I am a prize-winning investigative journalist, narrative writer and college teacher, specializing in telling complex stories in human terms. Most recently, I have written for Glamour and Parents magazines about abortion. I have also covered the Syrian refugee crisis, reporting from the Middle East and here at home in North Carolina. My work has been recognized by The Nieman Foundation for Journalism at Harvard University, Investigative Reporters and Editors, the Society of Professional Journalists, Columbia University and the North Carolina Press Association and featured in the HBO documentary The Trials of Darryl Hunt. More importantly, my work engages readers in issues large and small.
I grew up in New York City and spent my college years at the University of Chicago, graduating Phi Beta Kappa in 1982. I discovered a love of stories in the chaos of the university’s hospital emergency room, where I worked the front desk on weekend nights. I graduated from the Journalism School at Columbia University in 1987 with a master’s degree and landed my first full-time newspaper job that summer in the Davidson County Bureau of the Winston-Salem Journal.
I spent more than 20 remarkable years at the Journal learning the journalist’s craft. I wrote about crime and politics, declining industries and medical research. And I developed expertise in criminal justice, health and medicine, economics, race and the ways in which economic flux affects communities.
The paper gave me the freedom to dig deep and I did. I wrote about high rates of infant mortality in a city that prided itself on its medical center and about the intractable issues of race and class. I was the newspaper’s metro-columnist for three years, a job I loved because I was able to give voice to so many people in my corner of the world.
In 2003, I wrote an eight-part investigative series about a case of wrongful conviction in a murder, a case that had come to define so much about the city’s race relations. The victim was a beautiful young copy editor at what was then the afternoon paper. And she was white. The accused was an unemployed teenager, just 19, named Darryl Hunt. And he was black.
I wrote the story as a narrative, which allowed many readers who were familiar with the case to see the facts in a new light. A month after the stories ran, DNA evidence led to Hunt’s release from prison. He was exonerated two months later.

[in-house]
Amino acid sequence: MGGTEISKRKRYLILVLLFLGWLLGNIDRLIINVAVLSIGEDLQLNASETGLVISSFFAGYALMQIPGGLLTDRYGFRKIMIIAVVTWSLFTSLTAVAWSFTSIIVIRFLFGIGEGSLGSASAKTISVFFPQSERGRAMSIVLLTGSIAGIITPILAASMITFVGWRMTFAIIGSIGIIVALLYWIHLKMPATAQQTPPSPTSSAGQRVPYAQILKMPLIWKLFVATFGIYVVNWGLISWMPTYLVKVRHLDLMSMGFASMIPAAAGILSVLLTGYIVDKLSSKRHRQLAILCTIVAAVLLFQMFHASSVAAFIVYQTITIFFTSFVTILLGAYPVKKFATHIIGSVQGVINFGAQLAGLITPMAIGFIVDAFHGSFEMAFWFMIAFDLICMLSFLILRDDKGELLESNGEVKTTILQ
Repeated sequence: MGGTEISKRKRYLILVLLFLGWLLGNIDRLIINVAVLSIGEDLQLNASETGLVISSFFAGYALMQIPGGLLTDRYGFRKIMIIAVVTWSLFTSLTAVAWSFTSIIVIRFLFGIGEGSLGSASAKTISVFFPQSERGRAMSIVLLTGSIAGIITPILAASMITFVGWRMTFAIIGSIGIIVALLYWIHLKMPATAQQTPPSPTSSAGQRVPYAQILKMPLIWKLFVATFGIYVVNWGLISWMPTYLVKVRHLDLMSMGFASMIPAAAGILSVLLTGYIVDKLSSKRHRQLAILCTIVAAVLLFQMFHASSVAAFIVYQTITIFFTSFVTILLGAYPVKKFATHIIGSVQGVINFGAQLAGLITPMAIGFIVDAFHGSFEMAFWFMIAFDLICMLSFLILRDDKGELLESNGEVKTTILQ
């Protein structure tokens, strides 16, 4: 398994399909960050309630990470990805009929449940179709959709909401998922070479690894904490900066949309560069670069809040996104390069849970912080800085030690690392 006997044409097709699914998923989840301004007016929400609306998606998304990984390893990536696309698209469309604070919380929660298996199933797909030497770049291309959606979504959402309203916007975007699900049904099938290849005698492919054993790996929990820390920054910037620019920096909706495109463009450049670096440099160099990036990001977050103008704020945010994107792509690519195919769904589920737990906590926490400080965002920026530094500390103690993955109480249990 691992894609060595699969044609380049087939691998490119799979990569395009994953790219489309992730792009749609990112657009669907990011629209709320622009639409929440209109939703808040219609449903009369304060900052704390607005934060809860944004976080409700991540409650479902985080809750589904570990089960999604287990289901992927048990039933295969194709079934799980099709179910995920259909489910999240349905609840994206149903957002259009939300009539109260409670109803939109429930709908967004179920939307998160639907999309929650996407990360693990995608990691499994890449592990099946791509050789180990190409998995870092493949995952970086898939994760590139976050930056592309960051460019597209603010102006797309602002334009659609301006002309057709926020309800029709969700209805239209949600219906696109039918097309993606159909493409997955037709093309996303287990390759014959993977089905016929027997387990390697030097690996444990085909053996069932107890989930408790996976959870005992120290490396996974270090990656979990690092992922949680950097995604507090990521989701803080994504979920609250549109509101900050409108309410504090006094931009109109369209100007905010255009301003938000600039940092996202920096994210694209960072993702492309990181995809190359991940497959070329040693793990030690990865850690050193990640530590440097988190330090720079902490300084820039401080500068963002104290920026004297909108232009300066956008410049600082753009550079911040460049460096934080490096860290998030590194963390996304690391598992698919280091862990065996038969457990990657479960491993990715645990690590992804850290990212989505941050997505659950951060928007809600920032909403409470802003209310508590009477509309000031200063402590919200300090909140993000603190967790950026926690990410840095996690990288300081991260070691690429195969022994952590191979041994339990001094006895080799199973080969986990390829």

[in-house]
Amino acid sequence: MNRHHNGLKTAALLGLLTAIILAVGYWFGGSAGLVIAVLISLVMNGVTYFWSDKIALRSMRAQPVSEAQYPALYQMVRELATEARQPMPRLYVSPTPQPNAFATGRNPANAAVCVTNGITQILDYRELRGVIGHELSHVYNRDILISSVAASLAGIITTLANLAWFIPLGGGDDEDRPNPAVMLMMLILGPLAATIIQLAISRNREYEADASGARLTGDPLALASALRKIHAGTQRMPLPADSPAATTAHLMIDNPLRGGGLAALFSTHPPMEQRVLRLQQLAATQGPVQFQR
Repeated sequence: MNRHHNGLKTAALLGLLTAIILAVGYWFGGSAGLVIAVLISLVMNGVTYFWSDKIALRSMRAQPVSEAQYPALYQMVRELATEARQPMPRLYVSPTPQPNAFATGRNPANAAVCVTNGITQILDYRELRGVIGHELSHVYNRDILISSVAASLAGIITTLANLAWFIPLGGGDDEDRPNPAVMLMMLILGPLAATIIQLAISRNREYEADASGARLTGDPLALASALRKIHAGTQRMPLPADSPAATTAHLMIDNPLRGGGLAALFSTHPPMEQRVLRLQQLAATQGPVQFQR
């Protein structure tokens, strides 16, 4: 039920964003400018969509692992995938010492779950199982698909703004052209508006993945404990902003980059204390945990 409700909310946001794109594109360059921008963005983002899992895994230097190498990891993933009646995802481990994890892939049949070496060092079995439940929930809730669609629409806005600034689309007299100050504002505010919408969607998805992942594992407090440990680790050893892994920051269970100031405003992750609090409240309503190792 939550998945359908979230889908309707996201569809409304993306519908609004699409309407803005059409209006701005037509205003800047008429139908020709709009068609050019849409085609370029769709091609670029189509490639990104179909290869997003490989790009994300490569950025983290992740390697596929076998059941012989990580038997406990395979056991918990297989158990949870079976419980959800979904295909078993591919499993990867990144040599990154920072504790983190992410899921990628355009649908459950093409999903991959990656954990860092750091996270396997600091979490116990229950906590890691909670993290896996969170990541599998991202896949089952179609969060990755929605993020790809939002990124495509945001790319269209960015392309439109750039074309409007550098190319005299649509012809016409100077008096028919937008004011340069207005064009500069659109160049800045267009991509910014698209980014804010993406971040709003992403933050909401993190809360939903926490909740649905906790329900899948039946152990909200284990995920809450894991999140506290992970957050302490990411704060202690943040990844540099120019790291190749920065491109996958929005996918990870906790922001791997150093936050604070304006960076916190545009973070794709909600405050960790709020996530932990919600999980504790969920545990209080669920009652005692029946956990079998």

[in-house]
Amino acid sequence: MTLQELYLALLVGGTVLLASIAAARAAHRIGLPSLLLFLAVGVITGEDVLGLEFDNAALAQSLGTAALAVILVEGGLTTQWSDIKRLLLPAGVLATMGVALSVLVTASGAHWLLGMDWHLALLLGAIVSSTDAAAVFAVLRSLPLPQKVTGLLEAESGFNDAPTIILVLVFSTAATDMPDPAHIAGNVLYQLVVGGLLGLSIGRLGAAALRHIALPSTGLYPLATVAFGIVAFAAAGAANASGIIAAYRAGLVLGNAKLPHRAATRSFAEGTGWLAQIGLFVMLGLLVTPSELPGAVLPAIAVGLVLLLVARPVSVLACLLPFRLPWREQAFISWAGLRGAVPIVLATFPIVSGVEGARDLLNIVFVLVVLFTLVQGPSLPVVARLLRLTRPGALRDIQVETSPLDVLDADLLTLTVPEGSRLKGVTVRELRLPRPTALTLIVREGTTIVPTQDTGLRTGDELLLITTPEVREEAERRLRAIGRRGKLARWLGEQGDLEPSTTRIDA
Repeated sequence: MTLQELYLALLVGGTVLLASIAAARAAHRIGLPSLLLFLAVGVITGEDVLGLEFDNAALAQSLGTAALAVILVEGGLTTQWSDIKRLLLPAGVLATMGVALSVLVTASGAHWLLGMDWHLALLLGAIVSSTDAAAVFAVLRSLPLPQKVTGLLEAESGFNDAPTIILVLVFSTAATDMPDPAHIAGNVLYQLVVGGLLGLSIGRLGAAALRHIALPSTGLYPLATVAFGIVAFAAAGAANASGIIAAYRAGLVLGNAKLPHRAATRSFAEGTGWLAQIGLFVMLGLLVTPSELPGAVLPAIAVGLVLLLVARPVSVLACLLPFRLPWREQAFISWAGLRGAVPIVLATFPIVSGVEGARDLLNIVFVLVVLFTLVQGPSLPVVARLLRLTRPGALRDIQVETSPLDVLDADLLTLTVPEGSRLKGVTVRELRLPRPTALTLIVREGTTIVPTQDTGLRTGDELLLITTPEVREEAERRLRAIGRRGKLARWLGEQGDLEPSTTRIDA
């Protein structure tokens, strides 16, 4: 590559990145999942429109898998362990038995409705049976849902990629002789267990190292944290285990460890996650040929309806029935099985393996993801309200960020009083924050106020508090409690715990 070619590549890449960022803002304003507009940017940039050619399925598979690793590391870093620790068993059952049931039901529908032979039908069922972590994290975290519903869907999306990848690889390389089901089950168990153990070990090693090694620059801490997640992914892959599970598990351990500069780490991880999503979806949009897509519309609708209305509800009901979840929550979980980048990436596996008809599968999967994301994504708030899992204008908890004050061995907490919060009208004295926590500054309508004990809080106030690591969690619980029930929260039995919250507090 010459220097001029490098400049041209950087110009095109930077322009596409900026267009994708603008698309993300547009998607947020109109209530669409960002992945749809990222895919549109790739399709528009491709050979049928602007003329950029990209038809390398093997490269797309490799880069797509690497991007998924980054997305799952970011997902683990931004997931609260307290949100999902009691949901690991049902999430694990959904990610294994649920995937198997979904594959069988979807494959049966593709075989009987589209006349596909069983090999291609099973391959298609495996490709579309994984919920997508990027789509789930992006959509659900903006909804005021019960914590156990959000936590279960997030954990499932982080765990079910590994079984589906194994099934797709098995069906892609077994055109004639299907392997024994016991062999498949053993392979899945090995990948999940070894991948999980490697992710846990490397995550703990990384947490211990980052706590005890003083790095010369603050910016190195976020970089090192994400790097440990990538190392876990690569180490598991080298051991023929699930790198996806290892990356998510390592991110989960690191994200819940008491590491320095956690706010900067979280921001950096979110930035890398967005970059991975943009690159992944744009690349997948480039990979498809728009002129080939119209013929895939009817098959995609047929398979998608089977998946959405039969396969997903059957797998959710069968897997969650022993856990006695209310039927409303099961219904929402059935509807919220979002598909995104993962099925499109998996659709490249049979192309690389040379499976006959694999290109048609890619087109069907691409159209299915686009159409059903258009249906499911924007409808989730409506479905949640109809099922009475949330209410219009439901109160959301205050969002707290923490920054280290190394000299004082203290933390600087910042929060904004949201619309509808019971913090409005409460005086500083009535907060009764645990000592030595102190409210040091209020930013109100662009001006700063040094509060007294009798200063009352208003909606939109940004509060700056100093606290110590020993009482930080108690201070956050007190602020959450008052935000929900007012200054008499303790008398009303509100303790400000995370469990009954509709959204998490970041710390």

The story was featured in the HBO documentary The Trials of Darryl Hunt and won numerous awards, including the Paul Tobenkin award from Columbia University, where judges said: “The Journal’s series, which helped gain the release of Hunt and the subsequent arrest of Willard Brown for the 20-year-old murder of Deborah Sykes, epitomizes the best of what journalism has to offer. The Tobenkin is the highest award the school can bestow on a newspaper for the coverage of racial intolerance, hate crimes or discrimination.”
The newspaper kept me on the justice beat. I went on to write about another innocence claim, by a man whose conviction in the near-fatal beating of a pregnant store clerk was based on shoddy police work and the testimony of a severely brain-damaged victim. That case is under review now by a citizens’ committee appointed by the city council. I also wrote about the misuse of science in criminal prosecutions, including mistaken identifications through faulty DNA analysis.
I spent my last year at the Journal as state editor with a staff of six. I supervised the newspaper’s coverage of the 2008 presidential primary while managing the newspaper’s coverage of the state capital and an eight-county region. I also kept a hand in project work, editing a five-part series and multimedia production about a triple homicide at a remote Christmas tree farm.
I decided to leave the Journal in 2008, as the newsroom that had been my home for so long began a painful series of layoffs that no newsroom in the country has managed to escape. I felt it was time for me to find new audiences and new ways of telling human stories. I came to multimedia documentary work through a project on the Yadkin River and have come to appreciate this form for its depth and wide reach. Working with a photojournalist and an audio producer, we have also produced stories on disabled adults. I direct the journalism program at Wake Forest University, where I am an associate professor of the practice in the English Department. I also teach writing to first-year students. And I continue to write about the issues that matter to me, for magazines, foundations and non-profits in the belief that stories told with passion and honesty can change lives.